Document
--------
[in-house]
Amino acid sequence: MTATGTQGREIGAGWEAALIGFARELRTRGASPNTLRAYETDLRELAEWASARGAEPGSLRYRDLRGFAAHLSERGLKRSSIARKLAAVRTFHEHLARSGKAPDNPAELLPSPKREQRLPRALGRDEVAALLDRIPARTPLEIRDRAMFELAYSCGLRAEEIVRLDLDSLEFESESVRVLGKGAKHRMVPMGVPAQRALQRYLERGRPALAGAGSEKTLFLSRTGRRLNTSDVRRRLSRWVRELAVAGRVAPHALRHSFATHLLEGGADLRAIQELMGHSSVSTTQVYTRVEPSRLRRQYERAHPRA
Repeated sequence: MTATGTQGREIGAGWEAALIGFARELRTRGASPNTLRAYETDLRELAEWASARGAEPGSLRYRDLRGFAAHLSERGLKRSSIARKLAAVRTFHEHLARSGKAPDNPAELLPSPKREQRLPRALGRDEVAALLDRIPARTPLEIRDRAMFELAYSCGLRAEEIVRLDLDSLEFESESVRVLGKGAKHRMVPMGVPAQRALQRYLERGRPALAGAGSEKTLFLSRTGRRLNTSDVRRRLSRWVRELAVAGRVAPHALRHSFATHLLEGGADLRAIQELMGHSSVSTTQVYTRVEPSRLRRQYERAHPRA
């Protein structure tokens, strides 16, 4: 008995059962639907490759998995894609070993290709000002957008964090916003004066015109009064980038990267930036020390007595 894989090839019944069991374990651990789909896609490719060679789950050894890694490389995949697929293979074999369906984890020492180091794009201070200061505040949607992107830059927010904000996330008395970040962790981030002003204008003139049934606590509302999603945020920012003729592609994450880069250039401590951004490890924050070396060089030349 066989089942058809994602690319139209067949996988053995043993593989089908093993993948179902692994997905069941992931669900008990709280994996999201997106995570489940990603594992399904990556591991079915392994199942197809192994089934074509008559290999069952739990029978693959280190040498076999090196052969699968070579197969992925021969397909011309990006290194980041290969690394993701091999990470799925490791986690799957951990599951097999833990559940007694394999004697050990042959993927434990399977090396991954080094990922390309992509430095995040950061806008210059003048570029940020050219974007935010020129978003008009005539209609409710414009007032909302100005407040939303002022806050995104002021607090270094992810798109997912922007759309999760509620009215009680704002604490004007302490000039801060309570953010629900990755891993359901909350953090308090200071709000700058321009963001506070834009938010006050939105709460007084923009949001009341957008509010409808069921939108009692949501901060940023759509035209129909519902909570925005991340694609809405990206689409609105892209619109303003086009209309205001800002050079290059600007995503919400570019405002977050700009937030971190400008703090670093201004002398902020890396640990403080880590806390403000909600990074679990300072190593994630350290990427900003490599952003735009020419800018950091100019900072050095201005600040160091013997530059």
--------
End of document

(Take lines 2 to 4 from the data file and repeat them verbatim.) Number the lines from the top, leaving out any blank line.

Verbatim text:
Amino acid sequence: MTATGTQGREIGAGWEAALIGFARELRTRGASPNTLRAYETDLRELAEWASARGAEPGSLRYRDLRGFAAHLSERGLKRSSIARKLAAVRTFHEHLARSGKAPDNPAELLPSPKREQRLPRALGRDEVAALLDRIPARTPLEIRDRAMFELAYSCGLRAEEIVRLDLDSLEFESESVRVLGKGAKHRMVPMGVPAQRALQRYLERGRPALAGAGSEKTLFLSRTGRRLNTSDVRRRLSRWVRELAVAGRVAPHALRHSFATHLLEGGADLRAIQELMGHSSVSTTQVYTRVEPSRLRRQYERAHPRA
Repeated sequence: MTATGTQGREIGAGWEAALIGFARELRTRGASPNTLRAYETDLRELAEWASARGAEPGSLRYRDLRGFAAHLSERGLKRSSIARKLAAVRTFHEHLARSGKAPDNPAELLPSPKREQRLPRALGRDEVAALLDRIPARTPLEIRDRAMFELAYSCGLRAEEIVRLDLDSLEFESESVRVLGKGAKHRMVPMGVPAQRALQRYLERGRPALAGAGSEKTLFLSRTGRRLNTSDVRRRLSRWVRELAVAGRVAPHALRHSFATHLLEGGADLRAIQELMGHSSVSTTQVYTRVEPSRLRRQYERAHPRA
């Protein structure tokens, strides 16, 4: 008995059962639907490759998995894609070993290709000002957008964090916003004066015109009064980038990267930036020390007595 894989090839019944069991374990651990789909896609490719060679789950050894890694490389995949697929293979074999369906984890020492180091794009201070200061505040949607992107830059927010904000996330008395970040962790981030002003204008003139049934606590509302999603945020920012003729592609994450880069250039401590951004490890924050070396060089030349 066989089942058809994602690319139209067949996988053995043993593989089908093993993948179902692994997905069941992931669900008990709280994996999201997106995570489940990603594992399904990556591991079915392994199942197809192994089934074509008559290999069952739990029978693959280190040498076999090196052969699968070579197969992925021969397909011309990006290194980041290969690394993701091999990470799925490791986690799957951990599951097999833990559940007694394999004697050990042959993927434990399977090396991954080094990922390309992509430095995040950061806008210059003048570029940020050219974007935010020129978003008009005539209609409710414009007032909302100005407040939303002022806050995104002021607090270094992810798109997912922007759309999760509620009215009680704002604490004007302490000039801060309570953010629900990755891993359901909350953090308090200071709000700058321009963001506070834009938010006050939105709460007084923009949001009341957008509010409808069921939108009692949501901060940023759509035209129909519902909570925005991340694609809405990206689409609105892209619109303003086009209309205001800002050079290059600007995503919400570019405002977050700009937030971190400008703090670093201004002398902020890396640990403080880590806390403000909600990074679990300072190593994630350290990427900003490599952003735009020419800018950091100019900072050095201005600040160091013997530059």